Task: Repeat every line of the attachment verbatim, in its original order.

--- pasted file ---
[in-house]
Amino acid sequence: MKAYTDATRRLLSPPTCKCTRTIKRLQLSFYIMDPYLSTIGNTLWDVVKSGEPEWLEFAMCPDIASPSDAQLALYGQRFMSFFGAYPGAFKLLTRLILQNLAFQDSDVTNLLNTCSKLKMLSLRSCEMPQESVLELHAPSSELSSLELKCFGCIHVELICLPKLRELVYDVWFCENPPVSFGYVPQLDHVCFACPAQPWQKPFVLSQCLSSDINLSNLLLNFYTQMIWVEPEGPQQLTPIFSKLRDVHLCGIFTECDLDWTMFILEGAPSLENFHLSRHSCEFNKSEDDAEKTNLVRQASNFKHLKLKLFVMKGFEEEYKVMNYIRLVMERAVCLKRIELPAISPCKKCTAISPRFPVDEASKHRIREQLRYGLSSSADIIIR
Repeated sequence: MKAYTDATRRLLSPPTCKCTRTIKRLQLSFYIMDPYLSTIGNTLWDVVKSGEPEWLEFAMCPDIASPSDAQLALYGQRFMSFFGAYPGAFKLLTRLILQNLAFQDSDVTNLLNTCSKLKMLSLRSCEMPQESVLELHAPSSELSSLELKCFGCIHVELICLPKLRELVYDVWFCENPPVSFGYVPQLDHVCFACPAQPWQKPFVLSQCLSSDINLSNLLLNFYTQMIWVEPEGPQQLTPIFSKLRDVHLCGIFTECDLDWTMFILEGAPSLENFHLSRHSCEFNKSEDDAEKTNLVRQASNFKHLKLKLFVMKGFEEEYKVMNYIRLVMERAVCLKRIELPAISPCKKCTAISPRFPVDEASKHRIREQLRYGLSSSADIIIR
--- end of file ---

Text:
[in-house]
Amino acid sequence: MKAYTDATRRLLSPPTCKCTRTIKRLQLSFYIMDPYLSTIGNTLWDVVKSGEPEWLEFAMCPDIASPSDAQLALYGQRFMSFFGAYPGAFKLLTRLILQNLAFQDSDVTNLLNTCSKLKMLSLRSCEMPQESVLELHAPSSELSSLELKCFGCIHVELICLPKLRELVYDVWFCENPPVSFGYVPQLDHVCFACPAQPWQKPFVLSQCLSSDINLSNLLLNFYTQMIWVEPEGPQQLTPIFSKLRDVHLCGIFTECDLDWTMFILEGAPSLENFHLSRHSCEFNKSEDDAEKTNLVRQASNFKHLKLKLFVMKGFEEEYKVMNYIRLVMERAVCLKRIELPAISPCKKCTAISPRFPVDEASKHRIREQLRYGLSSSADIIIR
Repeated sequence: MKAYTDATRRLLSPPTCKCTRTIKRLQLSFYIMDPYLSTIGNTLWDVVKSGEPEWLEFAMCPDIASPSDAQLALYGQRFMSFFGAYPGAFKLLTRLILQNLAFQDSDVTNLLNTCSKLKMLSLRSCEMPQESVLELHAPSSELSSLELKCFGCIHVELICLPKLRELVYDVWFCENPPVSFGYVPQLDHVCFACPAQPWQKPFVLSQCLSSDINLSNLLLNFYTQMIWVEPEGPQQLTPIFSKLRDVHLCGIFTECDLDWTMFILEGAPSLENFHLSRHSCEFNKSEDDAEKTNLVRQASNFKHLKLKLFVMKGFEEEYKVMNYIRLVMERAVCLKRIELPAISPCKKCTAISPRFPVDEASKHRIREQLRYGLSSSADIIIR